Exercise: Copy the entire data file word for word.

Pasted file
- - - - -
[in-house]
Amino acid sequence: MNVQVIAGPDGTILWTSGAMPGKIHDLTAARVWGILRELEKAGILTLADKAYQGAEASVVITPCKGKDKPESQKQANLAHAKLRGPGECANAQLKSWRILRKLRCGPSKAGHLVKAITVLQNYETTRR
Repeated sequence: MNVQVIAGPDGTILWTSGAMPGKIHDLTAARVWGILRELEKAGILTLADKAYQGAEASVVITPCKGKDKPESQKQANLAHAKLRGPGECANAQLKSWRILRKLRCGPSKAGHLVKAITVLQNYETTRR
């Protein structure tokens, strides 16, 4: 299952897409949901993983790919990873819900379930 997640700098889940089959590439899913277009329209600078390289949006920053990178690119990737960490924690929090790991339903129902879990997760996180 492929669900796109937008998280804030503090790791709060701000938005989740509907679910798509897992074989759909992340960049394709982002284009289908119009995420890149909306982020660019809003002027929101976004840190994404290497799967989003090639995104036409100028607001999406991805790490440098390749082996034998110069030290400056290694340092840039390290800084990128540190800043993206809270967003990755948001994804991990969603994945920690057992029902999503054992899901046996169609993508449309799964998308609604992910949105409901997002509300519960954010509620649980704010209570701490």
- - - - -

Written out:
[in-house]
Amino acid sequence: MNVQVIAGPDGTILWTSGAMPGKIHDLTAARVWGILRELEKAGILTLADKAYQGAEASVVITPCKGKDKPESQKQANLAHAKLRGPGECANAQLKSWRILRKLRCGPSKAGHLVKAITVLQNYETTRR
Repeated sequence: MNVQVIAGPDGTILWTSGAMPGKIHDLTAARVWGILRELEKAGILTLADKAYQGAEASVVITPCKGKDKPESQKQANLAHAKLRGPGECANAQLKSWRILRKLRCGPSKAGHLVKAITVLQNYETTRR
């Protein structure tokens, strides 16, 4: 299952897409949901993983790919990873819900379930 997640700098889940089959590439899913277009329209600078390289949006920053990178690119990737960490924690929090790991339903129902879990997760996180 492929669900796109937008998280804030503090790791709060701000938005989740509907679910798509897992074989759909992340960049394709982002284009289908119009995420890149909306982020660019809003002027929101976004840190994404290497799967989003090639995104036409100028607001999406991805790490440098390749082996034998110069030290400056290694340092840039390290800084990128540190800043993206809270967003990755948001994804991990969603994945920690057992029902999503054992899901046996169609993508449309799964998308609604992910949105409901997002509300519960954010509620649980704010209570701490």